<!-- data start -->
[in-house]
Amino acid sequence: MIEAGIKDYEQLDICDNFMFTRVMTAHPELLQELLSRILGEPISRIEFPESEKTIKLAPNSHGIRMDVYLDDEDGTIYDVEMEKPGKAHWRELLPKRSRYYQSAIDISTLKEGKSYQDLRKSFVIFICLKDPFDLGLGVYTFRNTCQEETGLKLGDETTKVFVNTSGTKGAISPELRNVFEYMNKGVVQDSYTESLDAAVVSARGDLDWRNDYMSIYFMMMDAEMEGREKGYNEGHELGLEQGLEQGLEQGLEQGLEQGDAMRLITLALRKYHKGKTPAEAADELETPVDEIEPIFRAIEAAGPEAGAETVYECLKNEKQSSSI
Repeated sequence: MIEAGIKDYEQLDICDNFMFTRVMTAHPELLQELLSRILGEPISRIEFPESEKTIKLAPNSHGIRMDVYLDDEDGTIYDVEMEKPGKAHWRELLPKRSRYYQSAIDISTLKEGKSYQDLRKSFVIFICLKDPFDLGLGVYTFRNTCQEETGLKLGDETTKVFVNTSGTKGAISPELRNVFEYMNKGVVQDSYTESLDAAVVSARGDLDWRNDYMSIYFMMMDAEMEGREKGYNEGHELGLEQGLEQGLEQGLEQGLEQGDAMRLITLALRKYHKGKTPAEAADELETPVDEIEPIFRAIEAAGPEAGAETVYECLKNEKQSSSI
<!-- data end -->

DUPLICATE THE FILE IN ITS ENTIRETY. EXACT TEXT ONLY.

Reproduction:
[in-house]
Amino acid sequence: MIEAGIKDYEQLDICDNFMFTRVMTAHPELLQELLSRILGEPISRIEFPESEKTIKLAPNSHGIRMDVYLDDEDGTIYDVEMEKPGKAHWRELLPKRSRYYQSAIDISTLKEGKSYQDLRKSFVIFICLKDPFDLGLGVYTFRNTCQEETGLKLGDETTKVFVNTSGTKGAISPELRNVFEYMNKGVVQDSYTESLDAAVVSARGDLDWRNDYMSIYFMMMDAEMEGREKGYNEGHELGLEQGLEQGLEQGLEQGLEQGDAMRLITLALRKYHKGKTPAEAADELETPVDEIEPIFRAIEAAGPEAGAETVYECLKNEKQSSSI
Repeated sequence: MIEAGIKDYEQLDICDNFMFTRVMTAHPELLQELLSRILGEPISRIEFPESEKTIKLAPNSHGIRMDVYLDDEDGTIYDVEMEKPGKAHWRELLPKRSRYYQSAIDISTLKEGKSYQDLRKSFVIFICLKDPFDLGLGVYTFRNTCQEETGLKLGDETTKVFVNTSGTKGAISPELRNVFEYMNKGVVQDSYTESLDAAVVSARGDLDWRNDYMSIYFMMMDAEMEGREKGYNEGHELGLEQGLEQGLEQGLEQGLEQGDAMRLITLALRKYHKGKTPAEAADELETPVDEIEPIFRAIEAAGPEAGAETVYECLKNEKQSSSI